The development of the railway was another important issue for the majority of the proposals. The lines would be developed along the waterfront, in the new landfills, taking profit of the new leveled land. The connection with the existing lines was one of the key goals. For this reason in most plans we see how the train would draw a line from east to west, including the Sta. Apolonia station, close to the riverfront. The Praça do Comércio would remain as the central element of all proposals, one of the “representative piers” identified by Costa (2006) in his classification of the waterfront spaces.
Plans from José Pezerat
One of the first architects and engineers to present a plan was Pierre Joseph Pézerat, Frenchman working in the Municipality since the early 1850s. There is information about him working in the waterfront improvement plan since 1844. In 1854 he published a plan for the section between Boavista and Rocha Conde d’Óbidos, which would later inspire the definitive plan for this area. In it, Pezerat intended to develop a closed port, a system of docks and piers, a maritime neighborhood and the railway. The ambitious plan was rejected by the municipality. Later in 1865 he presented a report about the improvements necessary for Lisbon. In this new document he increased the area of action from the previous project, extending it from the navy shipyard towards the west until the Tower of Belém. One of the novelties of this project was the fact that he relocated some port facilities to the south side of the Tagus in order to free up space in the northern side for urban activities.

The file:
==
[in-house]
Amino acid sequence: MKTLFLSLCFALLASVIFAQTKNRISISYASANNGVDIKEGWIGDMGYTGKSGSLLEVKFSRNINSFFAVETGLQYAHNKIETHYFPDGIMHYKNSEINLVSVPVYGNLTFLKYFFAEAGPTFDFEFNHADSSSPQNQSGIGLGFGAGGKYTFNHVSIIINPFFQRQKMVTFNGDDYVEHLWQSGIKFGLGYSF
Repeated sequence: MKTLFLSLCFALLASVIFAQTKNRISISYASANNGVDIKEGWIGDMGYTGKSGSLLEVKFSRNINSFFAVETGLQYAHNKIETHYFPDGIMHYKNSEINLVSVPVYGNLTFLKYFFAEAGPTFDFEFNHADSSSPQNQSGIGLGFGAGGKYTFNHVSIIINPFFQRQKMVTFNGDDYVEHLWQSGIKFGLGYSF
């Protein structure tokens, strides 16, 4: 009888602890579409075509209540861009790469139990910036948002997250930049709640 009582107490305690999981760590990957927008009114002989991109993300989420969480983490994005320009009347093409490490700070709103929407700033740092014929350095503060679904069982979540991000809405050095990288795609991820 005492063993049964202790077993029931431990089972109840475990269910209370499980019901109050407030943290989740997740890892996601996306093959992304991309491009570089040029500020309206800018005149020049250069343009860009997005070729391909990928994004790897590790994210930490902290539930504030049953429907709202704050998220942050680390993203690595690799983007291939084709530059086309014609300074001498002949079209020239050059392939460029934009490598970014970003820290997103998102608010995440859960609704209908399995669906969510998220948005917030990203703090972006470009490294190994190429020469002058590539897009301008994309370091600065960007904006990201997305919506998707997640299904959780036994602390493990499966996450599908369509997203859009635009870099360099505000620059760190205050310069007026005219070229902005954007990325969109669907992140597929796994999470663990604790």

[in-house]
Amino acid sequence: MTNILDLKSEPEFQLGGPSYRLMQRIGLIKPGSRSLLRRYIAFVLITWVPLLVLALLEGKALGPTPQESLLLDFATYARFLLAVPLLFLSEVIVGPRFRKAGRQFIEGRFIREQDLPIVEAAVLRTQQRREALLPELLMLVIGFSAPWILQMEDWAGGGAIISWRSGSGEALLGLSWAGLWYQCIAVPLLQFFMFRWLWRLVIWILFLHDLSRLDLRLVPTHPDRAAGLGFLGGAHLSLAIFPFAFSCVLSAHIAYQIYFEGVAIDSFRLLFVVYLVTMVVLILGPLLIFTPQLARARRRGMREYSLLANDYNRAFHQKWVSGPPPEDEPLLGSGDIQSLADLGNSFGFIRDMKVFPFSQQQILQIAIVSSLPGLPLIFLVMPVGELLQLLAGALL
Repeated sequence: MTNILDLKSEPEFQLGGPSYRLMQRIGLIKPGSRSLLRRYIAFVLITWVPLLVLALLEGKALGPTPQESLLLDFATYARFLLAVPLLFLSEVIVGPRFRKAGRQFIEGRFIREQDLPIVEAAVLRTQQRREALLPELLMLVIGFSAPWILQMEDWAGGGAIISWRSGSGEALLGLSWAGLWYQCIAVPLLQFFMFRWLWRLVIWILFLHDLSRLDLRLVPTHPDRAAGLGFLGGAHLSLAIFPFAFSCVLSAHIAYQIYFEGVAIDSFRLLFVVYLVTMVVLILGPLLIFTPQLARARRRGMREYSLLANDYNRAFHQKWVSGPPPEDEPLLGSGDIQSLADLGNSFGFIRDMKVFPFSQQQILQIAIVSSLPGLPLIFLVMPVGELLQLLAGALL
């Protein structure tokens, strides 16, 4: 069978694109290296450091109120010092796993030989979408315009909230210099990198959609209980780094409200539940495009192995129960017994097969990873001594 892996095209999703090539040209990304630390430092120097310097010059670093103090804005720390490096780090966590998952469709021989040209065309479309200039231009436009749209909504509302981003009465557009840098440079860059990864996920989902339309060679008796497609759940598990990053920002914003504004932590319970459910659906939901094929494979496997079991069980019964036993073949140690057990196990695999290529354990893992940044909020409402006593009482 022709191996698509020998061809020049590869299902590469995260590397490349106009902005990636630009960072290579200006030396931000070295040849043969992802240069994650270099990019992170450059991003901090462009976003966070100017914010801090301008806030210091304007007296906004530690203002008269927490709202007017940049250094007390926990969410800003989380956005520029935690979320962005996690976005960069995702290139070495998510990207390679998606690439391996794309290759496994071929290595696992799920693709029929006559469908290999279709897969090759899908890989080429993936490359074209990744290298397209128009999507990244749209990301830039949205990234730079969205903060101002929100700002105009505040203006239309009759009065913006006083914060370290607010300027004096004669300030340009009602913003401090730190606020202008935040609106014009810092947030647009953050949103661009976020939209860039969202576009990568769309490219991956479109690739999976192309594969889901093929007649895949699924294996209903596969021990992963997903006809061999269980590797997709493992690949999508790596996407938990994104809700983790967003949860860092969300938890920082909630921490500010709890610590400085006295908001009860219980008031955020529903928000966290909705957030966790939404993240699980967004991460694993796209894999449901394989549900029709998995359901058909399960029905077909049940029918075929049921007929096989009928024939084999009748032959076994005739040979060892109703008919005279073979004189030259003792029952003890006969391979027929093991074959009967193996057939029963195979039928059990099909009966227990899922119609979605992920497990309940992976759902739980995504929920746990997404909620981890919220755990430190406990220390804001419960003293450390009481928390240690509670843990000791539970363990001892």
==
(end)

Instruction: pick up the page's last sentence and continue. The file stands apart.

1869 – Visconde de S. Januário e Eng. Mendes Guerreiro
In 1869 the Viscount of S. Januário and the engineer Mendes Guerreiro presented another plan that included the waterfront from Sta. Apolónia train station until the Tower of Belém. This plan had stronger maritime vocation. It included a study about the embarking and disembarking of cargo in the ships, creating a continuous quay along the extension of the project.
1870 – Thomé de Gamond
Thomé de Gamond, another french engineer, presented in 1870 his ambitious plan for the waterfront of Lisbon. The area included in the plan went from the valley of Alcântara, where existed several industrial settlements, to the area of Xabregas, more specifically Marvila. In the image we can see that the plan included large landfills, achieving a distance of 1150m to the previous river border in the farthest point.